The purpose of this paper is to trace the origin and development of the increased use of the voluntary sector in the delivery of public services in the UK and to identify both the threats and opportunities that this policy poses.
The paper uses government documents to examine policies and models for change. This is located within a discussion of the literature around the developing role of the voluntary sector in public service provision against the backdrop of wider neo‐liberal public sector reform.
New Labour laid the basis for a major expansion in the use of the voluntary sector in public service provision as part of its public service reform programme. It did so with a range of sometimes contradictory justifications. The policy is now being extended by the new coalition government.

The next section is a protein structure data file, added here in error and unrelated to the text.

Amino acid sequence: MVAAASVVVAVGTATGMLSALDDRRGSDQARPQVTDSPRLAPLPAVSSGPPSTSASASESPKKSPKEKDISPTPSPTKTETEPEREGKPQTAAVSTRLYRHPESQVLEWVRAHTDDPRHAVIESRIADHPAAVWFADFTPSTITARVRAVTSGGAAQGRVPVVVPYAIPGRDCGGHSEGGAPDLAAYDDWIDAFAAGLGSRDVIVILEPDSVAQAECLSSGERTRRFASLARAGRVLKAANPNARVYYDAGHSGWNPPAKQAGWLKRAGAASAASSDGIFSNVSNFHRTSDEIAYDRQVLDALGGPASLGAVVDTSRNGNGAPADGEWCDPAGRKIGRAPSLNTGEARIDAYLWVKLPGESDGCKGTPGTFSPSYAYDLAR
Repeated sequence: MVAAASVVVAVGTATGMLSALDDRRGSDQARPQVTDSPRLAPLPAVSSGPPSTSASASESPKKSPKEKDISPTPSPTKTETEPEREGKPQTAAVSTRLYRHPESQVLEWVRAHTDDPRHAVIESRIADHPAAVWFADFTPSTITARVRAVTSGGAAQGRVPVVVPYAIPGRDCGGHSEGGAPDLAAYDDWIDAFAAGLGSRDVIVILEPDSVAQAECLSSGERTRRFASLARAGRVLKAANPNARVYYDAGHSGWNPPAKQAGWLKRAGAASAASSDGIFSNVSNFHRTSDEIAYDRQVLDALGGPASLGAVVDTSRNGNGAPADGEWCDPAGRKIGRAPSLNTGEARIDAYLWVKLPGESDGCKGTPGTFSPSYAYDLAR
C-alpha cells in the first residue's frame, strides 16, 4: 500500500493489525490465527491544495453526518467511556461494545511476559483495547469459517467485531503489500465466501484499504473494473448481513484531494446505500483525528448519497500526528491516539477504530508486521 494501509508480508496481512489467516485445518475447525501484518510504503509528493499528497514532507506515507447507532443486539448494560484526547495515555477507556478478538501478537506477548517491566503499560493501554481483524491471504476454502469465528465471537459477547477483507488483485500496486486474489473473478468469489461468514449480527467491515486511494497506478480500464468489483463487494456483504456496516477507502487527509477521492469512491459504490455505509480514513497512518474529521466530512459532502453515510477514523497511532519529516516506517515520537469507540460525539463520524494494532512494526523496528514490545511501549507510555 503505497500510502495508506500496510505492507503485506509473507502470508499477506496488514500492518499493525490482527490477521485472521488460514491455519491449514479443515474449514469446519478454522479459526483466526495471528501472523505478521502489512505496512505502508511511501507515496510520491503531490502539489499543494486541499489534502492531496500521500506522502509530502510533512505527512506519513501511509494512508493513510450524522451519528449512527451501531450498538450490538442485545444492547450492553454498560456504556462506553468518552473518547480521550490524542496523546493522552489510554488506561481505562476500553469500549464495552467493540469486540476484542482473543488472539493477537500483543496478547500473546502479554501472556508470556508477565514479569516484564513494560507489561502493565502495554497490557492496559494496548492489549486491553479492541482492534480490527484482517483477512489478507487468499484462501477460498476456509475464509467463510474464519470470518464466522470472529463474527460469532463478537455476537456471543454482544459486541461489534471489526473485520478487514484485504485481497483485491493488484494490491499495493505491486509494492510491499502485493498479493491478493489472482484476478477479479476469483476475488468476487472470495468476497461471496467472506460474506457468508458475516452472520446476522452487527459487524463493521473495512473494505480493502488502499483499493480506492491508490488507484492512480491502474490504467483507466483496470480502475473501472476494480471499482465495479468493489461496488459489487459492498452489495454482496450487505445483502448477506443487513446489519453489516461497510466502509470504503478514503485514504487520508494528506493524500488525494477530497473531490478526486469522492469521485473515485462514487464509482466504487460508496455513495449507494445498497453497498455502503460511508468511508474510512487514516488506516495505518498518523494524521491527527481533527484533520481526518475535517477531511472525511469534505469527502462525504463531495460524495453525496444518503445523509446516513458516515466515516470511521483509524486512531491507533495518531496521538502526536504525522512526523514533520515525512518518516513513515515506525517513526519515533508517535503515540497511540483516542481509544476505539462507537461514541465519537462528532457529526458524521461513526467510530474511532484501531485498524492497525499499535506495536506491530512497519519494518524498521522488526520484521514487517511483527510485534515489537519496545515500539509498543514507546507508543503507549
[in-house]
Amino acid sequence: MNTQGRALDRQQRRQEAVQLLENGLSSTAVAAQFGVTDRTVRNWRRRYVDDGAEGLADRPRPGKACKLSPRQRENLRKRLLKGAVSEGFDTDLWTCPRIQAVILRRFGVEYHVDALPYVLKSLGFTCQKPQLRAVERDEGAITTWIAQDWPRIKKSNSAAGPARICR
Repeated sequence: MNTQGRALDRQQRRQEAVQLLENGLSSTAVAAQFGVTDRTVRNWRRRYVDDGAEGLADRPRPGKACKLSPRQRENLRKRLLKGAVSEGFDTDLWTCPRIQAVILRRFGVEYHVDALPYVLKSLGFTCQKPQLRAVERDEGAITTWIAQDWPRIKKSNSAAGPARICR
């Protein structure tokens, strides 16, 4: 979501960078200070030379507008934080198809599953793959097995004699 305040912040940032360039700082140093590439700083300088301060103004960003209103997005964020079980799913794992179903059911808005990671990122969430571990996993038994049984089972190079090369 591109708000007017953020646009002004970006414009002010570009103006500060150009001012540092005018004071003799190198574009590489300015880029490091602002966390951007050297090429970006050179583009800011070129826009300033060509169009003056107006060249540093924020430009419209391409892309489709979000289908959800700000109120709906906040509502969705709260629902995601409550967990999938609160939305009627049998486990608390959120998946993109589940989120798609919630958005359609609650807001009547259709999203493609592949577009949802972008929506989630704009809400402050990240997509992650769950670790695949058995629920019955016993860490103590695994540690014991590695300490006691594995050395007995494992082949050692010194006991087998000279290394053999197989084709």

The process of change outlined in the paper is continuing, so it is not possible to make conclusive statements regarding its impact. Further research will be required to monitor the effects.
Alerting the voluntary sector organisations to the potential problems of large‐scale involvement in public service provision may assist them in retaining their independence and effectiveness.
The paper contributes to a necessary (and overdue) assessment of the impact of the changed role of the voluntary sector in public service provision on the sector itself, the services provided and the surrounding framework of accountability.
Davies, S. (2011), "Outsourcing, public sector reform and the changed character of the UK state‐voluntary sector relationship", International Journal of Public Sector Management, Vol. 24 No. 7, pp. 641-649. https://doi.org/10.1108/09513551111172468Download as .RIS
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